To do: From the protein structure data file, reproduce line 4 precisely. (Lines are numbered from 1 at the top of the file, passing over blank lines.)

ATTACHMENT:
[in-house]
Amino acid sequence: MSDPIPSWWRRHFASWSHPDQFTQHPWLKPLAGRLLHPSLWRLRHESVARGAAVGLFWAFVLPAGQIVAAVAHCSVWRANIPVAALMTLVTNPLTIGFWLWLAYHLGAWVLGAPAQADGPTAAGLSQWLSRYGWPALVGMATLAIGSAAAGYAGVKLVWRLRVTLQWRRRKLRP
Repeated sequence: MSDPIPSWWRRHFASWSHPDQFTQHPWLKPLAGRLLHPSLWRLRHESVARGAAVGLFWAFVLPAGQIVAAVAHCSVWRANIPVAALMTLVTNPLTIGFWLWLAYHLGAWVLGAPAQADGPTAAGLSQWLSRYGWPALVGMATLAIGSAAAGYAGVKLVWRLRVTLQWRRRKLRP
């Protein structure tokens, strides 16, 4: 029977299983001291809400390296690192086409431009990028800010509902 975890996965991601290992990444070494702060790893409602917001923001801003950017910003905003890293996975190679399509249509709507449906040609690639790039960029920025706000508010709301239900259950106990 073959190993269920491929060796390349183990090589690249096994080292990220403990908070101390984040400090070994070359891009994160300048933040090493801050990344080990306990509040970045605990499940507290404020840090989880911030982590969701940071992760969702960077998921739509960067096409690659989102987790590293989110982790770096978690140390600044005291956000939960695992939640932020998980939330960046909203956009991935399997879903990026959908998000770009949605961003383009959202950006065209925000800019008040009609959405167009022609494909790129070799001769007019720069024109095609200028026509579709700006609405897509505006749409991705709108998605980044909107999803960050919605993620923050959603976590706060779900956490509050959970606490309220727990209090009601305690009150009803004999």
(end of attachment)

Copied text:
């Protein structure tokens, strides 16, 4: 029977299983001291809400390296690192086409431009990028800010509902 975890996965991601290992990444070494702060790893409602917001923001801003950017910003905003890293996975190679399509249509709507449906040609690639790039960029920025706000508010709301239900259950106990 073959190993269920491929060796390349183990090589690249096994080292990220403990908070101390984040400090070994070359891009994160300048933040090493801050990344080990306990509040970045605990499940507290404020840090989880911030982590969701940071992760969702960077998921739509960067096409690659989102987790590293989110982790770096978690140390600044005291956000939960695992939640932020998980939330960046909203956009991935399997879903990026959908998000770009949605961003383009959202950006065209925000800019008040009609959405167009022609494909790129070799001769007019720069024109095609200028026509579709700006609405897509505006749409991705709108998605980044909107999803960050919605993620923050959603976590706060779900956490509050959970606490309220727990209090009601305690009150009803004999």